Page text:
This blog series is more of a note to self and a chance to share my experience with running a Scrum team in an outsourcing environment for a software project.
An opinion piece
Outsourcing or offshoring, which ever way you want to spin it, is essentially a distributed team environment. A virtual office if you will. The members of the team have to deal with added complexities to any projects be it difference in time zones, cultural misunderstandings, and communication problems on a daily basis. The culmination of all the added hurdles may result in the detriment of product quality or delayed releases. Digging a little deeper, one might find that the code quality could be so lacking that it becomes a chore to maintain or even expand.
I am not having a go at outsourcing in general. Quite the contrary. I believe outsourcing works. I enjoy overseeing these types of projects and the associated challenges. I am a firm believer that it can be managed successfully.
Committing to long term outsourcing is akin to your top brass management buying over their favourite development house somewhere else in the world during their summer vacation, whilst trying to sell this idea back home. Cynical as it sounds, this whole shenanigan can function like a well oiled machine. However, lets not kid ourselves about the amount of oil needed to lubricate the bad boy which is another topic altogether.
The get up
Here`s the get up: we are a start-up company. We approached a local company with a strong connection to Bangladesh. They too, were starting up. Together we were tasked to find the smartest and brightest to work on our project in Dhaka.
Hiring is tricky
Now comes the dilemma, hiring. During the interview process, one of the applicant informed us that engineers in Bangladesh were more willing to work for a well established, household-name I.T. companies as a cleaner than for a start-up company as a senior engineer. It seems branding was everything. Indeed this was shocking news because the word on the street was that more and more big names was going to set up shop in Dhaka too.
Hiring was indeed difficult because brand awareness was apparently the key attraction in Dhaka. A high salary simply will not attract the right people. Luckily for us, we were an up and coming open source company and our product was already well received in the community. Our shining star was that it was going to be a brand new project with an existing prototype built with leading edge technologies.
Communication is key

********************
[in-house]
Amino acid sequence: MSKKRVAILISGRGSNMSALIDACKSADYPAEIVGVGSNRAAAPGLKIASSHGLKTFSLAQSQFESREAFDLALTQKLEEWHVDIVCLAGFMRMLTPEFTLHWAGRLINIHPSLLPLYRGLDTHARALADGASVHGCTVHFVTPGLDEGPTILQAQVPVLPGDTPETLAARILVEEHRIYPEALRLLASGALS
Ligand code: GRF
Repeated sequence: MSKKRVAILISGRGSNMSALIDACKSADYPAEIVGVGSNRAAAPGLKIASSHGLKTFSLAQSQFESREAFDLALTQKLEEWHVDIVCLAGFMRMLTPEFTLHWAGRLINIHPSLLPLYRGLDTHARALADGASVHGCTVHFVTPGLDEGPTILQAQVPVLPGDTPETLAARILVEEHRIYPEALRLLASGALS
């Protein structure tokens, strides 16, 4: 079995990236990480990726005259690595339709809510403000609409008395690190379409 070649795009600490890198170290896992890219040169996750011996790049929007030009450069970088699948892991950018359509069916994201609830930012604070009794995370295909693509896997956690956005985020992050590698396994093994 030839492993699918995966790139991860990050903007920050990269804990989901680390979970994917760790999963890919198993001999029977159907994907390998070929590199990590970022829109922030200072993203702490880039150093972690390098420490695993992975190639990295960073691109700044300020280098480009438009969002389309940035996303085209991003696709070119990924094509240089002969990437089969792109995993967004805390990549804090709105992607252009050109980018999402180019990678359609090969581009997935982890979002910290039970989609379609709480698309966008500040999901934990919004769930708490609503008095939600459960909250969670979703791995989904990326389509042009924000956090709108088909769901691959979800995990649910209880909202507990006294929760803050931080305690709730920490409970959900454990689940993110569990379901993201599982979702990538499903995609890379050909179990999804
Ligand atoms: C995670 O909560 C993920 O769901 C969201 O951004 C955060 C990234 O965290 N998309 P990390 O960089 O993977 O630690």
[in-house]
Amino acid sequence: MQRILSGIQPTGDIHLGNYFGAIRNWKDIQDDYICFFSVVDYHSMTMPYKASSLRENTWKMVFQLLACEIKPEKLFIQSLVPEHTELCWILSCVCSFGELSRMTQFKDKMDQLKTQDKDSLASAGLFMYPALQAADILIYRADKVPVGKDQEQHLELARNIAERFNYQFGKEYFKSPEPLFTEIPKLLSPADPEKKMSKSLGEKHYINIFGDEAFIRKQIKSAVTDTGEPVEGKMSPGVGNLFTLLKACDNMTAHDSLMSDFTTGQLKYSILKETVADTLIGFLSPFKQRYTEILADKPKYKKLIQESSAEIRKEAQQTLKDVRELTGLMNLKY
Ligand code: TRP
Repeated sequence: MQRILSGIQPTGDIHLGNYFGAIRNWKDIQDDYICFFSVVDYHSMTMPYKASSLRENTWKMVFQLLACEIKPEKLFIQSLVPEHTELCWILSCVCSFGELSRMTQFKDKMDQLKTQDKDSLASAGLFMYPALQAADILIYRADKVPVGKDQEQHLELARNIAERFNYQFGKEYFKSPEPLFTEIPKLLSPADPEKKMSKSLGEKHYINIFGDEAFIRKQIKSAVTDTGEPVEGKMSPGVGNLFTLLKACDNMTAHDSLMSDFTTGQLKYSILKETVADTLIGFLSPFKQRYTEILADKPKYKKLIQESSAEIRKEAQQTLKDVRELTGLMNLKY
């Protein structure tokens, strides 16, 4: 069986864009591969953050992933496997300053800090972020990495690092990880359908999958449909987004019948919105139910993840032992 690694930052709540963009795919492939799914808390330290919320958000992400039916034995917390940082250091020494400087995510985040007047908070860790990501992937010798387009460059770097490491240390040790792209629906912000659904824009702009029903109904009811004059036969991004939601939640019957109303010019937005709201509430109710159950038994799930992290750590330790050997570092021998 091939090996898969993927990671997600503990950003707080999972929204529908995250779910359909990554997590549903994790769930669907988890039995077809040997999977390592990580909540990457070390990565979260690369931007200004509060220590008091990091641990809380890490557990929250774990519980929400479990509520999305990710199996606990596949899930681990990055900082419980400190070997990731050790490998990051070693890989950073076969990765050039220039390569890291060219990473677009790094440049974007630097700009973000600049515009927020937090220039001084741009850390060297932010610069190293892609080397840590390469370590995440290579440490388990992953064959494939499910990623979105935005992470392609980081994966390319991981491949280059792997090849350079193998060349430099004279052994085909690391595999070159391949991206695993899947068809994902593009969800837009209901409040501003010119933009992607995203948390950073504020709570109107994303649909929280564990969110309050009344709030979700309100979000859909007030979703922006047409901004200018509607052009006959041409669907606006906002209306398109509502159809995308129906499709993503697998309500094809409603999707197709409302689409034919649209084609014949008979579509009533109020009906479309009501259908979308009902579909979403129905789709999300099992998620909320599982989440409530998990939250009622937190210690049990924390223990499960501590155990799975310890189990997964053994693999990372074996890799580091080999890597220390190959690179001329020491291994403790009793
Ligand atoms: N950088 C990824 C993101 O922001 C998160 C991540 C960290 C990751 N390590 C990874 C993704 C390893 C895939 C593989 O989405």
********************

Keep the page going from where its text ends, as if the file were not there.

Eventually we settled on five bright minds with varying degrees of English competency. Communication proved difficult. Here`s a precursor before I continue. I am an Australian working in Norway. Our working language is English and we are based in Oslo. The outsourced team at times needed to interact with my Norwegian colleagues, whom are not native English speakers. Norwegians in general speak fantastic English. It is second nature to them. However accents were difficult for my Norwegian colleagues, which was both frustrating and blatantly counter productive.
To add insult to injury, internet is unpredictable and bandwidth was inadequate. Not to mention there are frequent power outages in Dhaka. This resulted in horrible daily Scrum meetings and end of sprint demos where none of the attended parties could understand one and other. The situation improved as a backup generator was installed and more bandwidth was provided by the local ISP in Dhaka. Note that the internet cables in Dhaka are often exposed and lies jumbled up right next to the road at times. Not entirely sure if they are weather proof even.
Travels to Dhaka to meet the team was scheduled at least twice a year. This was an excellent chance for meet and greet, and some team building. Noticeable motivation and communication level was improved with these outings. I strongly recommend a make-shift karaoke session with jugs of long island ice tea to break the ice.
Last but not least, I am a firm believer of knowledge sharing and encourage the Dhaka team to have knowledge sharing sessions. This included hosting a developer`s day, where each of the team members presented something of their interests or something new to the team. Companies often encourages sharing of knowledge but they stop short of hosting an annual event or actually schedule time in a week where techies can roam free and just be techies.
A little checklist
In summary, I have learnt the following:
- Hiring good engineers is the same back home. You will be competing against well established software houses.
- Good brand awareness will improve the chance of hiring the right team in an outsourcing environment.
- Frequent visit either to or fro helps build team morale and motivation.
- Communication plays an even bigger part in outsourcing. Ensure the infrastructure is there for web meetings.
- High level of English competency ensures that the outsourced team can be understood by everybody.
- Build rapport with individual team members. Your team members need to be comfortable enough to really tell you their blockers during daily Scrum.
- Participate in daily Scrum along with the team.